I wonder how many relatives/friends of MIA soliders will comb through these archives looking for clues as to their fate.

      Or find out that their loved one was actually killed by friendly fire, as opposed to what they were told.

      • Re: Good. (Score:5, Insightful)

        by Securityemo (1407943) on Thursday August 12, 2010 @03:57PM (#33231950) Journal
        I think the whole problem with that kind of stuff is that the U.S. seems to have a highly emotionally charged "hero cult" around their soliders. On that background, who would want to tell a grieving mother that her son was hit in the back by a machinegun in a stupid accident and bled out before he got to intensive care, instead of dying valiantly in a final stand while severely outnumbered by enemy forces?
    • Re:Good. (Score:4, Informative)

      by mcgrew (92797) * on Thursday August 12, 2010 @03:55PM (#33231914) Homepage Journal

      I support ONE war and no occupation. Our sole mission in Afghanistan should have been to remove the Taliban, period. We should have gone in, kicked ass, and left it in shambles. BTW, we still haven't found Bin Laden. Getting him should have been job #1.

      We had no business whatever invading Iraq. The first gulf war, yes, but not the second.

  • Good for Them (Score:3, Insightful)

    by im just cannonfodder (1089055) on Thursday August 12, 2010 @03:44PM (#33231700) Homepage
    i hear plenty of talk about how evil wikileaks are, for releasing the info, but not much talk in the corporate media or from our governments about the war crimes committed & subsequently covered up by the USA & UK.

    so them inflated numbers of insurgents include how many woman, children and innocent men murdered exactly?
    • Re:Good for Them (Score:5, Interesting)

      by Un pobre guey (593801) on Thursday August 12, 2010 @04:01PM (#33232020) Homepage
      but not much talk in the corporate media or from our governments about the war crimes committed & subsequently covered up by the USA & UK

      Actually, you hear plenty about it. It is spun into stories like "bringing democracy to Afghanistan," "fighting the terrorists who wish to hurt us" (and its utterly moronic sibling "fighting them over there so we don't have to fight them here"), "defending America," "helping Afghans resist the Taliban," and the rest of the claptrap promoted in the commercial media.

      We had no reason to go into Iraq, now we're apparently saddled with decades of military occupation. We went into Afghanistan, ended Taliban rule, but allowed Al Qaeda top brass to escape into Pakistan. We are still fighting the Taliban, who represent no threat to us. If they once again become a threat, we remove them again. Why, however, did we not approach Saudi Arabia and the Gulf Emirates about official and unofficial support of the Taliban and a variety of other extremists? What about Pakistan, funded officially and by means of private donations by SA and the Emirates to support the Taliban and other extremists? How do they end up being our allies in all this? Al Qaeda is still operational in Pakistan, apparently.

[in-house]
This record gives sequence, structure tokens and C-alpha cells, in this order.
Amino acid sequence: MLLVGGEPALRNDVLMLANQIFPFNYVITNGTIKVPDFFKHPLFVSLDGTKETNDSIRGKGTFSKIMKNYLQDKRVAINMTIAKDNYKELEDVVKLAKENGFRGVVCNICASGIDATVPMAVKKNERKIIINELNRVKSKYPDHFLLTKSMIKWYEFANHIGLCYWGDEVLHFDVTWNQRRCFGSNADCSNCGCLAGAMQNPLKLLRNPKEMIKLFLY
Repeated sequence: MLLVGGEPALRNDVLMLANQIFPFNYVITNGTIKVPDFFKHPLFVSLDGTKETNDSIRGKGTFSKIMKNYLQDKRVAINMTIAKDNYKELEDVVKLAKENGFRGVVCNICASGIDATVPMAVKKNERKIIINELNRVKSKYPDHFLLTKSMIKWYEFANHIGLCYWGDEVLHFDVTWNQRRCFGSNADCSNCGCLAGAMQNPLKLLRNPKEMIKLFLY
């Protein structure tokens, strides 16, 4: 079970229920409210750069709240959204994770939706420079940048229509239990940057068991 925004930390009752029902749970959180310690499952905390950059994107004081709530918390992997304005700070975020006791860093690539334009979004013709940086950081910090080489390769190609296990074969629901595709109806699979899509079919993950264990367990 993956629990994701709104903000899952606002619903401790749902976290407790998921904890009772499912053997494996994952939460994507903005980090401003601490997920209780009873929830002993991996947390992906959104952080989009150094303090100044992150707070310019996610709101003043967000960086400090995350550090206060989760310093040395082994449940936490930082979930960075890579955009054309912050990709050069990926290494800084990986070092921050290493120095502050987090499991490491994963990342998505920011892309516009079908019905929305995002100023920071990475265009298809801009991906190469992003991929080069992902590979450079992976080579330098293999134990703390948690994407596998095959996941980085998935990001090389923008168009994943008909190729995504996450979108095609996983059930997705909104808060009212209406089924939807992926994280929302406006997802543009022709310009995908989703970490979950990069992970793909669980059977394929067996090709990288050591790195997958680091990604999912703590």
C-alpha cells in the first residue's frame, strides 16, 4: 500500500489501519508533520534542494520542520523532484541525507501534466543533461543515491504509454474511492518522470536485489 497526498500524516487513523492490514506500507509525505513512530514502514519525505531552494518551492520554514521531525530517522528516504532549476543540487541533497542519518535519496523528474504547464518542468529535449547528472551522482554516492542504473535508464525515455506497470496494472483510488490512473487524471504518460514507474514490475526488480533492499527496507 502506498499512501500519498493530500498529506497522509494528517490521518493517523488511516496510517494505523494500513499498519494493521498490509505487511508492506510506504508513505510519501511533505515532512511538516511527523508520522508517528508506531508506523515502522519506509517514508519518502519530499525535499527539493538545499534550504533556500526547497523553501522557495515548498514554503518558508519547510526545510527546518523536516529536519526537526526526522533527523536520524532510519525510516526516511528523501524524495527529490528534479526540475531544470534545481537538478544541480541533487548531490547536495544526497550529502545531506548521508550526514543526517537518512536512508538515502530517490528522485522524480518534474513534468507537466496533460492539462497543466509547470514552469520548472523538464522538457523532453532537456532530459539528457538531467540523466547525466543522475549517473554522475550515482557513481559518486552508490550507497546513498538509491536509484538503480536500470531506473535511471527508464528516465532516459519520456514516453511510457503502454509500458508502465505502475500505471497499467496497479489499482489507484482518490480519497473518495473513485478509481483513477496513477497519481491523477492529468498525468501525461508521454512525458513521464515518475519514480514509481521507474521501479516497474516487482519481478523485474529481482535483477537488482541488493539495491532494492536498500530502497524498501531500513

The War on Terror is a scam, backwards and forwards. It cannot withstand even cursory quetioning of its purposes or the means used to achieve them.
  • by Wrath0fb0b (302444) on Thursday August 12, 2010 @03:45PM (#33231710)

    The existing WikiLeaks documents contain 10-digit grid-squares, allowing people to know the location of various military resources down to the square meter. This is absolutely not required for any sort of public purpose -- the public would be just as informed if you would omit the grid-squares and replace them with a vague location/district.

    This can be done without wasting any manpower, something like this regex pattern will redact all collections of more than 5 numerical digits:

    sed -r s/'[0-9]{5,}'/'REDACTED'/g

    If the grid-squares are broken into chunks with a delimiter, say '-', you can try:

    sed -r s/'[0-9\\-]{5,}'/'REDACTED'/g

    As usual with regex, grep out the first 1000 or so matches for casual perusal before you let them loose.

    There is really no excuse, including lack of manpower, for removing these sorts of details that add nothing to public's knowledge but reveal very useful operational details.

    • Assange doesn't care. His "harm mitigation" only covers people he believes are deserving of such protections, which does not include the US military. He has responded to criticism about outing Afghans who had cooperated with the US by saying that they had done unsavory things that may have constituted war crimes, as though he was judge, jury, and execution.

      Who watches the watchmen? Seriously.

    • by RingDev (879105) on Thursday August 12, 2010 @04:06PM (#33232102) Homepage Journal

      Unless say, your house was the one documented in an artillery strike and such a document could give you evidence that it was one specific faction or another that blew up your house and killed your family.

      Or say that local Taliban leaders have been claiming that deaths were caused by the Americans, but no artillery or mortars were used by US forces in that immediate vicinity. These documents could show that the US is not to blame for everything.

      In either case, when you're talking about the specific coordinates of small arms fire and an air strike from 5+ years ago, there is no risk to current operations.

      Informants names shouldn't be in documents classified as 'Secret' anyway, they should be in 'Top-Secret' or above. As I said in the last thread on this. 'Secret' clearance is insignificant in the military. When I was active duty I knew an individual who was in under don't-ask-don't-tell, a couple of alcoholics, and even one enlisted guy that wound up getting convicted of dealing drugs, all with secret clearance. None of them were over the age of 21.

      Secret classification is one step up from Sensitive (SSNs, addresses, phone numbers, etc...) and it isn't very well controlled. How else do you think some lowly E-3 is going to get his hands on tens of thousands of documents?

      -Rick

We don't know one millionth of one percent about anything.